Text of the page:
Yes, that's right: Just moments after stating that the ACA sucks ass and enrollment is plummeting, Verma is now actually trying to take credit for the higher early enrollment numbers.
Of course this is utter nonsense. There's several things going on here which have contributed to the high early numbers:
- First, cutting the enrollment period in half by definition means that people are forced to enroll earlier in the period. Even if the final number of enrollees ends up precisely the same as last year, a chunk of them are likely to enroll sooner rather than later.
- Trump himself has unintentionally caused a whole bunch of people to become eligible for lower-priced Gold plans or dirt-cheap/FREE Bronze plans in 2018, thanks to him trying to harm those very people with the CSR cut-off and some clever price-loading work by state insurance commissioners and the insurance carriers themselves. In addition, while Trump keeps shooting his mouth off about the ACA being "dead", "exploding", being a "disaster" etc all year, it's entirely possible that this is backfiring--because every time he says that, it also reminds people that "oh, yeah...Obamacare, what's going on with that??"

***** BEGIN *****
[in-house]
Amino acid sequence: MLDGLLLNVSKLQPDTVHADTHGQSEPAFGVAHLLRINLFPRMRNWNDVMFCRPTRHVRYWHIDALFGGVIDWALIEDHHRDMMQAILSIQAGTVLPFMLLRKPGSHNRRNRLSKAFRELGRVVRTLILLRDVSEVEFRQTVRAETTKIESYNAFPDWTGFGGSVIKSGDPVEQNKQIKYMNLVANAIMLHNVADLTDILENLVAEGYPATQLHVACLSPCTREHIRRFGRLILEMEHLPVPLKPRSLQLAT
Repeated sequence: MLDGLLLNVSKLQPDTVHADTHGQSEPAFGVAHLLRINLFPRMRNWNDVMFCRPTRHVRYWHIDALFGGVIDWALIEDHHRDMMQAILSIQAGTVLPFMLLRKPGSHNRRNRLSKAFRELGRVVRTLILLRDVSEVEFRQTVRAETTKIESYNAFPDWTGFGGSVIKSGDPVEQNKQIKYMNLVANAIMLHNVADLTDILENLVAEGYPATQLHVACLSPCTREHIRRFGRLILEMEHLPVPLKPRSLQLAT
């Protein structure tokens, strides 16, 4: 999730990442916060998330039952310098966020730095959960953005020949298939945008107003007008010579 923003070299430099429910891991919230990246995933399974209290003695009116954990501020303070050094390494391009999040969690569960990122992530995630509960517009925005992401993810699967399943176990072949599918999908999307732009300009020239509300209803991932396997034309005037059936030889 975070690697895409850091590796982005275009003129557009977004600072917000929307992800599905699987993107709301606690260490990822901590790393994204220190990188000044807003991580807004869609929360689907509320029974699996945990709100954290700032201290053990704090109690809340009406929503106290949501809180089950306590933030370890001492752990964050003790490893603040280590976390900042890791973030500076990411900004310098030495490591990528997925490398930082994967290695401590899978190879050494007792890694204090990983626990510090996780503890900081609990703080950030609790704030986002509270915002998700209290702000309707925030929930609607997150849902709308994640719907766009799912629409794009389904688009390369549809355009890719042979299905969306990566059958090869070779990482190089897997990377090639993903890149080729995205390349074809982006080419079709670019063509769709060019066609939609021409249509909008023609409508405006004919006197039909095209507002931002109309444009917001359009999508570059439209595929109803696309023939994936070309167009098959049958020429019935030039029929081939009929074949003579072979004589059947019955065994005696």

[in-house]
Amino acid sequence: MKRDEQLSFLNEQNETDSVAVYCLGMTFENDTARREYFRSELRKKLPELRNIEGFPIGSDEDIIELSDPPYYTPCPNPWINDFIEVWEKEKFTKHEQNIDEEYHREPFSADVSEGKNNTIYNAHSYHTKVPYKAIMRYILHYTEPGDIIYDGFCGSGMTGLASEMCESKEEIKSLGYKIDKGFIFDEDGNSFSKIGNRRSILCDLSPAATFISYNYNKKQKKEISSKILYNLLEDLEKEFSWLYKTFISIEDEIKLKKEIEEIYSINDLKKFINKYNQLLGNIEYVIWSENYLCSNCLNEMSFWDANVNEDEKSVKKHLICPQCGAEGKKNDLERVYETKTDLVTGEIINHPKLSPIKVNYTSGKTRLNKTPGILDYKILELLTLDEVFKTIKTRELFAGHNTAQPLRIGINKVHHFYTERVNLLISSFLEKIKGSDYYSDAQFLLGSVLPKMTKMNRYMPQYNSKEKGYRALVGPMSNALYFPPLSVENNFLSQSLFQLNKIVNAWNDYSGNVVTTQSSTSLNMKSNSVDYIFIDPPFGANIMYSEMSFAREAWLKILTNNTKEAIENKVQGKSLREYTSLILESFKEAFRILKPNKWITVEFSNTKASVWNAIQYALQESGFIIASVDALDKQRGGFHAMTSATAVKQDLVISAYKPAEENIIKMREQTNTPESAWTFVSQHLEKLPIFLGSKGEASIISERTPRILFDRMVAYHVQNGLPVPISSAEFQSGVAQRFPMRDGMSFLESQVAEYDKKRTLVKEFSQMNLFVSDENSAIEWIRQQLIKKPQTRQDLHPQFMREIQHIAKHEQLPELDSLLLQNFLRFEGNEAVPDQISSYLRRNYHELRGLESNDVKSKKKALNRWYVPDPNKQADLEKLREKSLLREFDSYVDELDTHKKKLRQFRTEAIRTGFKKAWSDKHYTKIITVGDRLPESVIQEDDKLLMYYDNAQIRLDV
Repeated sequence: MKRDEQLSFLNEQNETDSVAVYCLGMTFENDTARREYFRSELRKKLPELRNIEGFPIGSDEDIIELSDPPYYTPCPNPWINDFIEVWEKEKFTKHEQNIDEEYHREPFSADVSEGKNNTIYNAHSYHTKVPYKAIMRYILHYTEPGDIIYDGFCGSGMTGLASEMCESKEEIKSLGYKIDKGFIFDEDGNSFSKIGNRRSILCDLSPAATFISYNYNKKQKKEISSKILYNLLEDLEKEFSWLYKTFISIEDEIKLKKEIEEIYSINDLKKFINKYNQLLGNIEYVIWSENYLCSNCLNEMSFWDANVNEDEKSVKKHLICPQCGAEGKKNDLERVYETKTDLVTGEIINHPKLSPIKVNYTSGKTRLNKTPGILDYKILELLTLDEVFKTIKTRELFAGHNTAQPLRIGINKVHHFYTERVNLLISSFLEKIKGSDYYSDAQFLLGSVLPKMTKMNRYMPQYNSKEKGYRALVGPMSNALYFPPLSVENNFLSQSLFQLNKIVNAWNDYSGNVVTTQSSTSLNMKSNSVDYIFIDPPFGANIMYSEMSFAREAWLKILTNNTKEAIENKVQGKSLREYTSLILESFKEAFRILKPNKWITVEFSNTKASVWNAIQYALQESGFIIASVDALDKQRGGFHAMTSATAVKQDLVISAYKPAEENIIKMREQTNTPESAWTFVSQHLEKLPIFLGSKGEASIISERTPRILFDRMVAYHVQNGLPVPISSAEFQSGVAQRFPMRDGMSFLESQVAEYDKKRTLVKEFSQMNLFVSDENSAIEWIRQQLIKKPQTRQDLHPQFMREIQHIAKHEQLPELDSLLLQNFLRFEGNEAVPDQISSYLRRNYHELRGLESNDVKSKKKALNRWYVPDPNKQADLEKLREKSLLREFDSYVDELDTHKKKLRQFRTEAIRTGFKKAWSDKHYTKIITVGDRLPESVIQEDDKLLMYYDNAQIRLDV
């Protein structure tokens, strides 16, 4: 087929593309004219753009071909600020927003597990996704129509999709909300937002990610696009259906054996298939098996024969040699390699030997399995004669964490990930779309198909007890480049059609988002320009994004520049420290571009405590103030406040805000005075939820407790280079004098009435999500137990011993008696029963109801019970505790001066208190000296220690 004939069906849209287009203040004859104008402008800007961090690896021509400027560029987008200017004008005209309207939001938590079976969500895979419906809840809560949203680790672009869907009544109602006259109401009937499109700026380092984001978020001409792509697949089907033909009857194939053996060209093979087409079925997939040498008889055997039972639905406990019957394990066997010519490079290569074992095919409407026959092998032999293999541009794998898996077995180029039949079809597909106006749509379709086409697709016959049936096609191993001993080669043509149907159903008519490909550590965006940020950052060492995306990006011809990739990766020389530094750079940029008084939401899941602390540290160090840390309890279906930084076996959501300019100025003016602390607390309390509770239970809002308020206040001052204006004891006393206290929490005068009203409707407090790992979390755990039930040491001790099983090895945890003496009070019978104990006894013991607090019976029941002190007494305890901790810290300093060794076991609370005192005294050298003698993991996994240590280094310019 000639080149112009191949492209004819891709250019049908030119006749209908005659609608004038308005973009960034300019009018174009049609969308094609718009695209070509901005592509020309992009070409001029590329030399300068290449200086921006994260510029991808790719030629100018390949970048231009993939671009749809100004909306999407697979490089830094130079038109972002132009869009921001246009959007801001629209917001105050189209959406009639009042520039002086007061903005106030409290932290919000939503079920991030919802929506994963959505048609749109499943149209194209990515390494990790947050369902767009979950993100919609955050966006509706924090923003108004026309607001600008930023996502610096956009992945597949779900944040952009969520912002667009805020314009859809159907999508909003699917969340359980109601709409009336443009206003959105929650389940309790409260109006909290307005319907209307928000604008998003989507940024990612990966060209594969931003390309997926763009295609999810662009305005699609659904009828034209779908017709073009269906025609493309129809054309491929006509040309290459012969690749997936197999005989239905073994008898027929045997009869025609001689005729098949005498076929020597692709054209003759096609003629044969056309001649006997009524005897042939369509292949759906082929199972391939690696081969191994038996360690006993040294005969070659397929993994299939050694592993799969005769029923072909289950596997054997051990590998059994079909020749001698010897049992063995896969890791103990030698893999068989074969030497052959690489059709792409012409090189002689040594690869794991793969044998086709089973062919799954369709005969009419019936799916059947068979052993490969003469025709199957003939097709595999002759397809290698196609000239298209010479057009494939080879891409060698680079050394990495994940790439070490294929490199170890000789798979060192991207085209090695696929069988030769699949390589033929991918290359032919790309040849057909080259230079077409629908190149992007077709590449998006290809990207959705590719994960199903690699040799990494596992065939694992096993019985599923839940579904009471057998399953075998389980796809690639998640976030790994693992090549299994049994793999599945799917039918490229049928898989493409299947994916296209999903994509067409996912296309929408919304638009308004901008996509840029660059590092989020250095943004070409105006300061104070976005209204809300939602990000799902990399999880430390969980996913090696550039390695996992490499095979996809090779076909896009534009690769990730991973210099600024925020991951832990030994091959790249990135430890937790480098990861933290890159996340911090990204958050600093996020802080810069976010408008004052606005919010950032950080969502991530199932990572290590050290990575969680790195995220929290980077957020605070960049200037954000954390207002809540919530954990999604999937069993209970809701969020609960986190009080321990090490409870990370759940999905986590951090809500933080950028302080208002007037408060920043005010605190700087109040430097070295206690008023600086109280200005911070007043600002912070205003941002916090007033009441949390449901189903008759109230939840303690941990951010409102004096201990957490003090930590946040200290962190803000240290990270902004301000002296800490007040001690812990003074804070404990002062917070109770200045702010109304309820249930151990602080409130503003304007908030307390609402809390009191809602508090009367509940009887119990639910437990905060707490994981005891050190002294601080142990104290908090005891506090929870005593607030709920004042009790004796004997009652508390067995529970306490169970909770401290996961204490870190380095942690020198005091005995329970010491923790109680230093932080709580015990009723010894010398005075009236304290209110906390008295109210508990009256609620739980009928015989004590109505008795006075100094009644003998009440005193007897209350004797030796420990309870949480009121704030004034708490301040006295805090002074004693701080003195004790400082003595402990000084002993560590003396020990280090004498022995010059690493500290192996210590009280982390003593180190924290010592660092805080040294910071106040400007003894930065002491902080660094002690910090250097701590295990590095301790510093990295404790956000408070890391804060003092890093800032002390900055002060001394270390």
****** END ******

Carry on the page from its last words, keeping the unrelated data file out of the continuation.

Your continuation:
- MOST IMPORTANTLY, however, the bulk of the credit for the early enrollment surge should go primarily to the GRASSROOTS groups like Get America Covered, the Indivisible ACA Signup Project and so on...which sprung into action in large part as a reaction to the advertising/outreach cut-off by the Trump Administration in the first place.